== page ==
We all hold some type of unconscious bias or stereotype — an unsupported opinion in favor of or against someone or something — that we aren’t even aware of.
Stereotyping results from our need to categorize experiences into a shorthand that helps us make decisions more quickly.
However, those unconscious biases can harm individuals—and companies. Unconscious biases surface through microaggressions, comments and actions that harbor a prejudice toward someone, most commonly a member of a marginalized group.
For businesses, the damage can be significant.
Sylvia Ann Hewlett, an economist and the founding president and CEO of the Center for Talent Innovation, shared the following results of her organization’s study on the negative impacts of unconscious bias.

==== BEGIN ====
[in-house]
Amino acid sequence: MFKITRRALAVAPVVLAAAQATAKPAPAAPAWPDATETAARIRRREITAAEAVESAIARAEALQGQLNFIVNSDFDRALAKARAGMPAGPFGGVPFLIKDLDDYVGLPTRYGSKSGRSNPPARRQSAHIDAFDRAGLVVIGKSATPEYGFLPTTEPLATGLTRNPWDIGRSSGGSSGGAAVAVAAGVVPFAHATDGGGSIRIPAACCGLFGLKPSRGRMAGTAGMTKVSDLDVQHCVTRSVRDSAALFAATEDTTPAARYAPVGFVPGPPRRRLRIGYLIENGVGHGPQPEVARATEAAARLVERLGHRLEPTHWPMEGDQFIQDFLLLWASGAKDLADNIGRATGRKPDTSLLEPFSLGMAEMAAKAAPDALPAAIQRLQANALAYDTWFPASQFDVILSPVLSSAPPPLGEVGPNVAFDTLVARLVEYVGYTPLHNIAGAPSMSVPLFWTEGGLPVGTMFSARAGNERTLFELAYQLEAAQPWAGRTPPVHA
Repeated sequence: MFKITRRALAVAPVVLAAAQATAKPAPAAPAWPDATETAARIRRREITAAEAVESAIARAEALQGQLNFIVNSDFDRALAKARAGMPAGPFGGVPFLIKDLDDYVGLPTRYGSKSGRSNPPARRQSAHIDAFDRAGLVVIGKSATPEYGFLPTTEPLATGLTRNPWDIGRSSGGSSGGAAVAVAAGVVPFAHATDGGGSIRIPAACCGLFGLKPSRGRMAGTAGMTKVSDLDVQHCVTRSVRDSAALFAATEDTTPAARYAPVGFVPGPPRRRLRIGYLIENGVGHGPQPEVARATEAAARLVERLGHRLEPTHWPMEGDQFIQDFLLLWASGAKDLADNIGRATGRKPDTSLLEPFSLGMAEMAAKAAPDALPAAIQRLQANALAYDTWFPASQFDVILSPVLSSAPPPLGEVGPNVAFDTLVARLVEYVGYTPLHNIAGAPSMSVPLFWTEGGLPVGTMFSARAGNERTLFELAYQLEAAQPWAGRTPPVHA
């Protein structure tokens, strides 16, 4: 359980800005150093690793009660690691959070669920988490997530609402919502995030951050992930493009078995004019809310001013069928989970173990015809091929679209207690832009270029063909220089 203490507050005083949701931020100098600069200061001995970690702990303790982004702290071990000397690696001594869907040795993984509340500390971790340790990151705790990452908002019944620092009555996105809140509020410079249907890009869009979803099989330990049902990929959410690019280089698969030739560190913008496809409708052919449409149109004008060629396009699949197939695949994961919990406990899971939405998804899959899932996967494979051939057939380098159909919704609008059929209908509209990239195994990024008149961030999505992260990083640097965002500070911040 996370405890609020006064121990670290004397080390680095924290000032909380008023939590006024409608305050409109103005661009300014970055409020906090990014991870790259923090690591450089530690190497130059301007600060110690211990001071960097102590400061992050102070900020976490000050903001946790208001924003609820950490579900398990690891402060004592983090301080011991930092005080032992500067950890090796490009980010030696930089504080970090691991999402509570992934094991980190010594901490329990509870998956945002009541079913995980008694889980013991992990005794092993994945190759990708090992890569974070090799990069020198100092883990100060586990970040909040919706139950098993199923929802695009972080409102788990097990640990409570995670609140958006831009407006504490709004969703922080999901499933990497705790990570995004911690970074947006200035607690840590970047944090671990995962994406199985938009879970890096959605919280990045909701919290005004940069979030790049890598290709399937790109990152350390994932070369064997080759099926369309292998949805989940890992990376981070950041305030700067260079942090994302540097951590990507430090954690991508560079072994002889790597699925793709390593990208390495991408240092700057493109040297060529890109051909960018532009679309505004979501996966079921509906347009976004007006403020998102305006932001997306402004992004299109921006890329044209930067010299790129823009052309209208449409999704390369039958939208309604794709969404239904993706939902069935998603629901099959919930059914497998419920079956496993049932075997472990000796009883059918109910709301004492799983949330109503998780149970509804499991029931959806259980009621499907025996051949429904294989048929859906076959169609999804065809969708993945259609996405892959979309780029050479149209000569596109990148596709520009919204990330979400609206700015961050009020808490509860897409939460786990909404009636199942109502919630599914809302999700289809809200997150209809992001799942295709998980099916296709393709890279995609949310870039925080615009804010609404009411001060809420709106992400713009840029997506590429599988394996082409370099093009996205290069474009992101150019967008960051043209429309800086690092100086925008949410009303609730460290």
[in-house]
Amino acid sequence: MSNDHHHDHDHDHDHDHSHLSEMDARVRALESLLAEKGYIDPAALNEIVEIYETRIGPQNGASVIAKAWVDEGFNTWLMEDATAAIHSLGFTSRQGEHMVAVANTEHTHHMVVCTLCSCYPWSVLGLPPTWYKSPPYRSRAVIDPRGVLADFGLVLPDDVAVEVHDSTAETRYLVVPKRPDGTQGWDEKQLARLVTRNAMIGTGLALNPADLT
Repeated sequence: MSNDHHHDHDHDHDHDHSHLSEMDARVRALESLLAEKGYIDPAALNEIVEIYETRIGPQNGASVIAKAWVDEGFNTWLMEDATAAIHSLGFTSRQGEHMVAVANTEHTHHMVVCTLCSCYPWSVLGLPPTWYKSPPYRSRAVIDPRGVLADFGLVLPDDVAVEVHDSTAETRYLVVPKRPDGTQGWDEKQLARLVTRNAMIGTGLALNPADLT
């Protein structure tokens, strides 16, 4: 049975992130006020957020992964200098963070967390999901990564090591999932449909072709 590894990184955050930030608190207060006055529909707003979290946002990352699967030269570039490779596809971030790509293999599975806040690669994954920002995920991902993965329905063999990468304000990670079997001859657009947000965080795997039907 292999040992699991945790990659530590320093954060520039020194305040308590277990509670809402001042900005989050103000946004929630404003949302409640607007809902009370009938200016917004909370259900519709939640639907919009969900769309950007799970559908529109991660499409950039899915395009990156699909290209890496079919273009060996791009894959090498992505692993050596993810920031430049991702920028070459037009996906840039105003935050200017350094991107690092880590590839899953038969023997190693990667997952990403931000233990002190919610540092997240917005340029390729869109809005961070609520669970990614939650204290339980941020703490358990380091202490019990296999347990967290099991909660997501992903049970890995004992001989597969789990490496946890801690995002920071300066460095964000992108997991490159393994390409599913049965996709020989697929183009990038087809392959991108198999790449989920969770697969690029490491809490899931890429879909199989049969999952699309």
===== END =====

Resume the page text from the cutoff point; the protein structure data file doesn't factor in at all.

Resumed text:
- Costly disengagement lowers productivity. Employees at large companies who perceive bias are nearly three times as likely (20% vs 7%) to be disengaged at work. That kind of clock-punching is costly. Gallup estimates that active disengagement costs U.S. companies $450 billion to $550 billion per year.
- Reduced retention impacts individuals and organizations. Those who perceive bias are more than three times as likely (31% vs 10%) to say that they plan to leave their current jobs within the year.
- When people withhold ideas it stymies innovation. Those who perceive bias are 2.6 times more likely (34% vs 13%) to say that they’ve withheld ideas and market solutions over the previous six months.
In this article for HR Morning by Kantola’s Natasha Nicholson, learn about the real costs of unconscious bias in the workplace and how high-quality, nuanced training based on real-life scenarios can help.